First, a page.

Conservative Christianity and Islam

It occurs to me that for many Christian conservatives, the “Muslim threat” is not primarily terrorism but influence. That is, there persists a fear that an outside group will topple the gates to the City on the Hill. It’s hard for me to honor this fear, because the stance relies on so many assumptions—including, for instance, the idea that the bulk of Islam cleaves to strict Sharia law. But for the sake of argument, let’s say that radically conservative Islam is as much as a threat as, well, radically conservative anything. Acknowledging that I am a non-conservative Christian, and also admitting that I feel a touch of anger here, I can suggest three things that conservative Christians can do if they fear the influence of Islam:

1. Be Christian. If you believe your religion is the one true faith, let the world know you by your fruits. Go in peace; render to no person evil for evil; strengthen the faint hearted; help the weak; heal the sick; feed the poor; and welcome the stranger. If you fail to do these things—especially in the name of protecting your religion—you’ve already lost that religion. Moreover, your parsimony will send other, potential faithful looking elsewhere—including toward the virtue of the Muslim religion.

2. Be American. Remember that you were also wanderers. Chances are that you wouldn’t be here, if somebody hadn’t extended hospitality to your people (through likely the expense of indigenous people). And for God’s sake, remember the Constitution. The separation of church and state accommodates religious plurality in part because it ensures that nobody’s radicalism will affect civil policy. Not yours—and not theirs. If you want to hedge against Sharia law, stop eroding the distance between the religious and the secular. Legal change likes precedent—and every time you encourage church members to vote a certain way, or put “religious” discrimination into policy, or set up a courthouse monument to the Ten Commandments, you are weakening a safeguard that, according to your fear, you might one day need.

3. Be faithful. As you can lose your religion by acting un-Christian, you can also lose your faith by remaining so very jealous of other beliefs. If your god is God, He can handle Islam. In fact, in the story of Abraham and Ishmael, he made a place for Islam. If you truly believe that your god will attract all nations, then you better start letting the nations in. And if, God forbid, you deny a refugee hospitality, because you’re afraid of what their faith will do to yours, then you assume a divine fragility that borders on idolatry.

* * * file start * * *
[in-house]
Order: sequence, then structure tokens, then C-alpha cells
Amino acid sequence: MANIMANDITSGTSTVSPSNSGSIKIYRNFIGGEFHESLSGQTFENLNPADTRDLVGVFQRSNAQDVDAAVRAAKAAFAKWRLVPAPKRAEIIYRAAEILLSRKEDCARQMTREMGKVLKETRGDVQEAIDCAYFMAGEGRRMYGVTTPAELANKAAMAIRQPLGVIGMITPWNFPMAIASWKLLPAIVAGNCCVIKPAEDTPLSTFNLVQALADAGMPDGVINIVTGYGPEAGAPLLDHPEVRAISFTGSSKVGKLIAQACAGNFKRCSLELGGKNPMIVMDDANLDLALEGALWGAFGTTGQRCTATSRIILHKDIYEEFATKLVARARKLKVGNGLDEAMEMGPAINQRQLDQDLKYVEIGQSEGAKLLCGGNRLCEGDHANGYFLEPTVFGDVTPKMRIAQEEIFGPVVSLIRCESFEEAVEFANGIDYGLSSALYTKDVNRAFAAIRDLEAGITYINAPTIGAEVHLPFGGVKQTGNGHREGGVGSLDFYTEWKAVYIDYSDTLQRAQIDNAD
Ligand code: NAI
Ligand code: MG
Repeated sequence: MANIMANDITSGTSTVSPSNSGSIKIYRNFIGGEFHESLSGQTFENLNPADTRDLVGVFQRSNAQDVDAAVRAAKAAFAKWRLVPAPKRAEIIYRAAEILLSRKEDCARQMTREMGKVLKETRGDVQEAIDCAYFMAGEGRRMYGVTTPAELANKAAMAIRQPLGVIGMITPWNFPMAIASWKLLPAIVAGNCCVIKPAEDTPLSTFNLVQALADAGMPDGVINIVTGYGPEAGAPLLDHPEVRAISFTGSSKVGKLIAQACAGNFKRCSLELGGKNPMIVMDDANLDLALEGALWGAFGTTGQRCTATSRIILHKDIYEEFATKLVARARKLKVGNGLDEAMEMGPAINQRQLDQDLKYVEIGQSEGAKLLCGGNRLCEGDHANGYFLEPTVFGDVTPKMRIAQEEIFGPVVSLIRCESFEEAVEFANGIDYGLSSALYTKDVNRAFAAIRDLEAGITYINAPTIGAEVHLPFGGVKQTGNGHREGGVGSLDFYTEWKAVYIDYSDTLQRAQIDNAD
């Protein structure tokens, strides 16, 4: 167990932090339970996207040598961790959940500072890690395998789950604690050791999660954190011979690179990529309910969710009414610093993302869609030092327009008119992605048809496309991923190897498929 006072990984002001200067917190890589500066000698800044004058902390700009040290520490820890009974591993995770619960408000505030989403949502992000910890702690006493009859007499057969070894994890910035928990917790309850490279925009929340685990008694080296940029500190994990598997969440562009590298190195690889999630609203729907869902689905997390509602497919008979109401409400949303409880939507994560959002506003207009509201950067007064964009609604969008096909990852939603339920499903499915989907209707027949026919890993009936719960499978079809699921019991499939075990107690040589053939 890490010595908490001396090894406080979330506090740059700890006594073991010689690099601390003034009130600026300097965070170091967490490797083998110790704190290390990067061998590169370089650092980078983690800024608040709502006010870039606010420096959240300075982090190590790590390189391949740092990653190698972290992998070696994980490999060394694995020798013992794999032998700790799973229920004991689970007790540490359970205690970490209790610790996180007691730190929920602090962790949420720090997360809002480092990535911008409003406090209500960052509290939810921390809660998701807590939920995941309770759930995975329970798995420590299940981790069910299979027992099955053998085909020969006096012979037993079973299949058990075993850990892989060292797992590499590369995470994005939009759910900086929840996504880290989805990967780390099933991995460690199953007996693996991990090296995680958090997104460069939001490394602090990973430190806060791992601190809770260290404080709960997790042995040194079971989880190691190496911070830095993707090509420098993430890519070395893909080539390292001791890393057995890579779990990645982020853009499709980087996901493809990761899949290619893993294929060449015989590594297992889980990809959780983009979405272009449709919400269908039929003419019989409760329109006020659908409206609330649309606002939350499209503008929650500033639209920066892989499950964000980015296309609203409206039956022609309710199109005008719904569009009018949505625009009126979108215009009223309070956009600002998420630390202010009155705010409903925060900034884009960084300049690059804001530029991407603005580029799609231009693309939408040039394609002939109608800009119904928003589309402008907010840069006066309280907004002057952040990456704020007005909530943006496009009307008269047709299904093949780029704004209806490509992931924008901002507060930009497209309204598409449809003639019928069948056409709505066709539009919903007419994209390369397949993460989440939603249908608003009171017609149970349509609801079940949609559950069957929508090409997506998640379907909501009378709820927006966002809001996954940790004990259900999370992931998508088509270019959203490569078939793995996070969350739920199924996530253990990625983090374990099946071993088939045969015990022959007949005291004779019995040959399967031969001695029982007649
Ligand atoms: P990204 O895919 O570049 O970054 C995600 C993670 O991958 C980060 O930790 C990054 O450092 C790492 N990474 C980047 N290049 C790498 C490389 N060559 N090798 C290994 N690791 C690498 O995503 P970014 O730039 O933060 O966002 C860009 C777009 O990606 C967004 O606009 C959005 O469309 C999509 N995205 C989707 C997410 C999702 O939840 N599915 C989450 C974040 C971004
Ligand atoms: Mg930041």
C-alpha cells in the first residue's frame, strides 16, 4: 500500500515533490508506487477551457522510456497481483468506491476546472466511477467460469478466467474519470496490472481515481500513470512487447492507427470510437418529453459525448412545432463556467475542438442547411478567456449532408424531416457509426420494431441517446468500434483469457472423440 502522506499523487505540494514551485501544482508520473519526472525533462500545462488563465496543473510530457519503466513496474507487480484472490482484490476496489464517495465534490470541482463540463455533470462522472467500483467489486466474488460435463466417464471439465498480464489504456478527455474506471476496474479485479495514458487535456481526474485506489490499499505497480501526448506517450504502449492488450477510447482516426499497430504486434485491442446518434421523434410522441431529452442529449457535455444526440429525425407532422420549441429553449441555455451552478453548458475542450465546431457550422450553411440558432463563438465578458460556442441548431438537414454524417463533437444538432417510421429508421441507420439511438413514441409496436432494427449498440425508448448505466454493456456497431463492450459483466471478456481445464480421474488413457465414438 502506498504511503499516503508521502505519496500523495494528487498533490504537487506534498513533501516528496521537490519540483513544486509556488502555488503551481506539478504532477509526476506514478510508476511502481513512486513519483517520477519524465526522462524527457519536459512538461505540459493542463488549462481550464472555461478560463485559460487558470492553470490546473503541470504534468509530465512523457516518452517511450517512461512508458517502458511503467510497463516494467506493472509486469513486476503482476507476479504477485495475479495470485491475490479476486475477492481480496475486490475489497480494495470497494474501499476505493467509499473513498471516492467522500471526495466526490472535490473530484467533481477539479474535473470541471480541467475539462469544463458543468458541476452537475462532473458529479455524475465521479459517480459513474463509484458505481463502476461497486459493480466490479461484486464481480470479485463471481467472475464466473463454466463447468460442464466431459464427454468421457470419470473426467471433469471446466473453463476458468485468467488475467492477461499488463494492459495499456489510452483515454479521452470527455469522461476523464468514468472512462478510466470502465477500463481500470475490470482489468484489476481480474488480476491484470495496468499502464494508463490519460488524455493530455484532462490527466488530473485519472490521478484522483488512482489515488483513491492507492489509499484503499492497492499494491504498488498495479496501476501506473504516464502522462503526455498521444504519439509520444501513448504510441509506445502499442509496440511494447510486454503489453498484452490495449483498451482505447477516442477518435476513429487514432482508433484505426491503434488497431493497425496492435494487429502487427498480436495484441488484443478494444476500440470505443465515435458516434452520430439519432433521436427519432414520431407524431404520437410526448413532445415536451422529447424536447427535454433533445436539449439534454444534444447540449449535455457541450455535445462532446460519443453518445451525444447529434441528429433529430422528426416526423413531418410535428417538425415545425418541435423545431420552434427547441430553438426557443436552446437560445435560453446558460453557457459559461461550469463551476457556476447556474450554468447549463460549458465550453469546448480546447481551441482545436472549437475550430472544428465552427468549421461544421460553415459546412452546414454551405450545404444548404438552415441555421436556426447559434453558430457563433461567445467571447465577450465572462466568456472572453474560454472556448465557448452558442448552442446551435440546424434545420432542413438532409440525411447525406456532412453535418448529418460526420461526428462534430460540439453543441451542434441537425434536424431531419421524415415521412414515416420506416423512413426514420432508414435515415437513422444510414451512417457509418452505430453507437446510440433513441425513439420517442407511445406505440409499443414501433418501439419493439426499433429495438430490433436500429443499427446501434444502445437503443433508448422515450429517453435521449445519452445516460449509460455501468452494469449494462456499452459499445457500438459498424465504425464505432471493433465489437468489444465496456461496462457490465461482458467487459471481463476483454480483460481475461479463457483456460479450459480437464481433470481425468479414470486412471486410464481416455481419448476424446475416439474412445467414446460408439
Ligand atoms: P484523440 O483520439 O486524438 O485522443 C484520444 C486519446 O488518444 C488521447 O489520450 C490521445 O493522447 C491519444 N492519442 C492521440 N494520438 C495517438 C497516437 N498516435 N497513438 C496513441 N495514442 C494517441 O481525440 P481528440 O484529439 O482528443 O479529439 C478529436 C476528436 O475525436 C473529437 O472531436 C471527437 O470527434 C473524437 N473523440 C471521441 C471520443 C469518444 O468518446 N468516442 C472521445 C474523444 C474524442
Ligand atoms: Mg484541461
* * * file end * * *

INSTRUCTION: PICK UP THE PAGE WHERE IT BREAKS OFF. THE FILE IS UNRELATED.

The law of hospitality permeates both Islam and Christianity. In the seventh century, Caliph Omar refused to pray in a Christian church, because he was afraid that afterwards, his followers would do the unrighteous work of turning it into a mosque. Starting in the eighth century, Christians and Muslims worked together to establish hospitals throughout the Arab world. Furthermore, both faiths recognize the fate of Sodom and Gomorrah, which—despite conservative propaganda—was not punished for homosexuality, but for its refusal to do kindness to the stranger. We all have to be careful about whom we fear. You say that above all, you are God fearing—and that might be. But a truer translation of that phrase is “God obeying.” And frankly, Muslim-fearing Christians are doing the opposite here.

(Originally posted February 13, 2017)


And because this is the season for kvetching, I would like to point out this little lovely I found on an image search. “You are not entitled to what I earn.” Judging by all the anti-Obama stuff surrounding that meme,it seems to be a battlecry against big taxes, and affordable healthcare, and public assistance programs of many stripes. Right? Is that a fair assessment? 

Right. First, let’s unpack the word “earn.” If you run a business that profits in any way from the working poor, you have achieved your comfort, at least in part, by standing on the backs of the poor. Your restaurant’s produce likely comes from poor pickers; your wait staff–whom you pay $3 an hour–is likely poor; the private school teachers who taught you to read are at least close to poor. You earned nothing without the poor.